Employers have to observe the legal requirements that are in the first instance laid down in the EU ‘OSH Framework’ Directive 89/391 (see also: Legislation), adopted in 1989 [10]: They have to ‘take the measures necessary for the safety and health protection of workers, including prevention of occupational risks and provision of information and training, as well as provision of the necessary organisation and means.’ (see also: OSH management and risk governance). A very important measure to comply with these requirements is the risk assessment that is compulsory in every company.

In an expert group discussion organised by EU-OSHA, PIMEX was regarded as an excellent tool to assist employers hereby [11].

The main advantage of the PIMEX method is that otherwise invisible risk factors can be visualised in real time. This allows the detection of otherwise hardly noticed risks or illustrates the danger of traditionally accepted risks. At the same time this can motivate the concerned workers to contribute to change the situation [4]. As the PIMEX observation can instantly be replayed, experts and workers can identify exposure peaks and may analyse these work process steps together in detail and test different changes to work processes, movements or postures to reduce exposure. The effectiveness of the new measures can be tested by a new PIMEX observation. This can continue until a satisfactory reduction not only of the peaks but of the general level is achieved. Achievable reduction rates depend strongly on the type of process and usual former practices in the individual companies, however, exposure reduction rates of up to 90 % have been recorded [4]. Best practice and bad practice can be illustrated for training purposes in order to show colleagues and newcomers how the work is performed best.

The solutions may cover all hierarchical levels of control measures:

  • Elimination of hazards:
The visualisation of the risks can trigger the search for elimination and substitution,
  • Reduction of risks by technical measures:
The positioning of the exhaust system nozzle, the adjustment of the machine in use etc. can be optimised using the PIMEX observation,
  • Reduction of risks by organisational measures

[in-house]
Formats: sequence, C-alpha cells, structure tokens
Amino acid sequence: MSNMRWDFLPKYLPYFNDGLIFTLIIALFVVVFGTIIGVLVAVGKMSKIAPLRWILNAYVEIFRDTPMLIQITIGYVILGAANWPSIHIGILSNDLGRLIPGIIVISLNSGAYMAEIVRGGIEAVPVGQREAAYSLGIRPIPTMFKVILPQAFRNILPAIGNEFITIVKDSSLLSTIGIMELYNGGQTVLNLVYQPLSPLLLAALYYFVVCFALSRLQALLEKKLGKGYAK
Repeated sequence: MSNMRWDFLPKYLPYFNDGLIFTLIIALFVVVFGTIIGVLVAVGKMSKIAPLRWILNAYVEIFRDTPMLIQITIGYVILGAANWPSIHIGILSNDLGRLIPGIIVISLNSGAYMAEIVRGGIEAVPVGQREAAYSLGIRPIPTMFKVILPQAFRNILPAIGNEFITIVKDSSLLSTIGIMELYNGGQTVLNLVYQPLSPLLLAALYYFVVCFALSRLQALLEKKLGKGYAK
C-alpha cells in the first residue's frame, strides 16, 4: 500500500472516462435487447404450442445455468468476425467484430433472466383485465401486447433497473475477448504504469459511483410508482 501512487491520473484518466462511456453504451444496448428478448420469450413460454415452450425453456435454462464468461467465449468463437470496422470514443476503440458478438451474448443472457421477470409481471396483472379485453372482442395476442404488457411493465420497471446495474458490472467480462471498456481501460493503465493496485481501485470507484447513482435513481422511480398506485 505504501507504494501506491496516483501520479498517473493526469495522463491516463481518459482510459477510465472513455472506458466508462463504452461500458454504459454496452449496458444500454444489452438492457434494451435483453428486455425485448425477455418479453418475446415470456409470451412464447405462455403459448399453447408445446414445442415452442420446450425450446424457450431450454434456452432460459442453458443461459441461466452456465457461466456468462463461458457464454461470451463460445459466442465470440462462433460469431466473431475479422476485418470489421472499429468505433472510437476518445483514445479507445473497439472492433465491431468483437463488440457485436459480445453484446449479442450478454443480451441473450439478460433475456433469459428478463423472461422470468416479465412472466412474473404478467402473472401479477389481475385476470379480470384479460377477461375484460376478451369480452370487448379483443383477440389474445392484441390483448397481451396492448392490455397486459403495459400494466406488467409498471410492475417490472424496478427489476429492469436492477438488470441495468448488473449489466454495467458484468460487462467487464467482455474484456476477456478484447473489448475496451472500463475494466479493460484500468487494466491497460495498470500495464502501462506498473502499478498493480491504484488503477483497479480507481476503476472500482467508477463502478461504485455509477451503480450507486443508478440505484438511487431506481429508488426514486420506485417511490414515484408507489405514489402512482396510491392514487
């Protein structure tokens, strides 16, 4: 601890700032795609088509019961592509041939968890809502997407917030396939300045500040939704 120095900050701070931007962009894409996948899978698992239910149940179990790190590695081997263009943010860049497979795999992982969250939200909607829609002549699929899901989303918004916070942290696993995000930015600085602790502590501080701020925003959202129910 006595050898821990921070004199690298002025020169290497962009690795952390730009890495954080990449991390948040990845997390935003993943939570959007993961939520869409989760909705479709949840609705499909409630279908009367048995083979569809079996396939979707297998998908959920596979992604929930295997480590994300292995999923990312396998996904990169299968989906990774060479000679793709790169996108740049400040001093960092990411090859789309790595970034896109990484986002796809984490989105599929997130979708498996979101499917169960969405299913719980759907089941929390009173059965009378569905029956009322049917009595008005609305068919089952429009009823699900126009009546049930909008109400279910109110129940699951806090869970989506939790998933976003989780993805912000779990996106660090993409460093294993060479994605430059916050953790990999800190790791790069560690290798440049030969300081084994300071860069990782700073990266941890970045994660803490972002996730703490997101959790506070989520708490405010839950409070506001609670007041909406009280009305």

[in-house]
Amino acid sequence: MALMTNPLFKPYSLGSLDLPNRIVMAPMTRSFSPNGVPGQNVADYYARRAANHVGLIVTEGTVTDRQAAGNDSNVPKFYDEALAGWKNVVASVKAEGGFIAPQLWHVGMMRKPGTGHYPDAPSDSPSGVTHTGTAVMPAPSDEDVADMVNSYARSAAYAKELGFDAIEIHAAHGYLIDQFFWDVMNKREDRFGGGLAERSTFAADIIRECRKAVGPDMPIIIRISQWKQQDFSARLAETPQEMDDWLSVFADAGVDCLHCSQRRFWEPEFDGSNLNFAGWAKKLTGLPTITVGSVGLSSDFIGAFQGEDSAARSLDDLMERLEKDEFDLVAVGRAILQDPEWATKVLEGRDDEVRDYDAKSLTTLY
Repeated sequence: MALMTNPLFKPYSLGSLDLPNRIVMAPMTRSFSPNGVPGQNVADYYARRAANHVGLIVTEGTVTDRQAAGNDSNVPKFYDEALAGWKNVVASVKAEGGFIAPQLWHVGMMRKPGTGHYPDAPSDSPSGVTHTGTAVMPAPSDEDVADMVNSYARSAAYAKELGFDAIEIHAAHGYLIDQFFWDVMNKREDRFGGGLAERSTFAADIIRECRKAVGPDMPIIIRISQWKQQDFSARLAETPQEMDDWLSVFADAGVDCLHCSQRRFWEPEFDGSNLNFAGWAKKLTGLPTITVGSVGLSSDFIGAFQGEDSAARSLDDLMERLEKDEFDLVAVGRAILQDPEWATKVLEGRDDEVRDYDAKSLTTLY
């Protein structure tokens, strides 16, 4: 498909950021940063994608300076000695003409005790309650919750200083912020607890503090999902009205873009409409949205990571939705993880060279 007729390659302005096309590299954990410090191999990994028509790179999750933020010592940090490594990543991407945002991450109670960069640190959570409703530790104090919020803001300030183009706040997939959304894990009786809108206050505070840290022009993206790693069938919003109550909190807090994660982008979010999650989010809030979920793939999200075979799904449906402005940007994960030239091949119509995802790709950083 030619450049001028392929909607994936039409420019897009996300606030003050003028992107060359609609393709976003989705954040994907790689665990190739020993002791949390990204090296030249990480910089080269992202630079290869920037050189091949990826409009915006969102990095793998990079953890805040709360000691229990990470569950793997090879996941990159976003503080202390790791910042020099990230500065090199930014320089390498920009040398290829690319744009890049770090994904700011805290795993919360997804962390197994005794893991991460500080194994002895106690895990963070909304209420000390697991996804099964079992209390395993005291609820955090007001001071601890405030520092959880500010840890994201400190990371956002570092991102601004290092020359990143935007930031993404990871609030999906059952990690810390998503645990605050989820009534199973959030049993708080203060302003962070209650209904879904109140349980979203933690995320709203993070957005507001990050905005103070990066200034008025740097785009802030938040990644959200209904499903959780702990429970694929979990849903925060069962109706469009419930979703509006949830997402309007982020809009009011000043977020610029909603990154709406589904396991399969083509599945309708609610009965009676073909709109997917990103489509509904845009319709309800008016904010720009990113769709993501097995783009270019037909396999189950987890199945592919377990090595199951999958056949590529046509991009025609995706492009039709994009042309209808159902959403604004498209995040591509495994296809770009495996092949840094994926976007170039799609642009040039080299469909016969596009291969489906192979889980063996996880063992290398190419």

The work process can be optimised using the PIMEX observation,
  • Reduction of risks by personal measures
The application of PPE can be optimised using the PIMEX observation,
  • Measures to implement safe working practices
PIMEX can play an important part in behaviour based measures as it motivates workers to change their working practices sustainably and promotes a safety culture.

All types of measures need to be accompanied by training. Selected PIMEX observations provide excellent training material.

While the PIMEX method excels when measurable values are involved, application in accident prevention may be achieved by videotaping of work processes - without recording measured values. The latter method would only require a video camera and, in most cases, could be applied without external assistance. This method can also achieve a remarkable and lasting change in behaviour, as has been shown by Rupprecht [12] and would be much cheaper. However, since many accidents are not caused by a single factor but by a combination of factors, such as time pressure, stress, insufficient lighting, fatigue, etc, it could still be advisable to include measurements of situation related values, and to bear the higher costs and the complex handling of the PIMEX system, [4].

As has been mentioned above, PIMEX should not be used for compliance measurements to OELs, but only when more detailed information about the exposure and its sources is needed.

In some of the current versions of the PIMEX equipment extra data can be added afterwards: all measuring equipment able to save data continuously with a sound time interval (e.g. 1 s resolution) can be added to the recording afterwards.

Although the use of PIMEX is straightforward, the technical system is rather sophisticated. It is advisable to rent the system together with an expert, who can install it and give advice on its use. This makes PIMEX difficult to handle for SMEs. The expert group of the above mentioned EU-OSHA seminar suggest therefore sector solutions for SMEs. The relevant associations could use PIMEX to provide solutions to common problems in SMEs and make available recordings and observations as training material for their members [11].

The developers of the Dutch ‘Stoffenmanager’ (see also: Risk management tools for dangerous substances) have for example included PIMEX observations into their tool, to demonstrate the application of certain preventive measures [13].

Finally it should be mentioned that PIMEX is also an important tool for occupational hygiene research, for example on such topics as the connection between production parameters, work organisation and exposure, comparing protective systems or testing additional protective measures [1] (see also: OSH research).


PIMEX is a powerful tool that can effectively contribute to safety and health in companies. Research and development is still going on to improve the tool, its applications and scope: For example in 2011 two studies were published about research aiming at the visualisation of nanoparticles using PIMEX. The researchers of the first study monitored simultaneously both the personal exposure (in the breathing zone) and the background exposure. In this way the personal exposure to synthetic particles could be corrected for the background exposure to natural occurring nanoparticles or confounding factors [14]. In the second study the possibility to combine PIMEX and measurement instruments for nanoparticles was tested. The researchers stated that some of these instruments are technically compatible with PIMEX [15].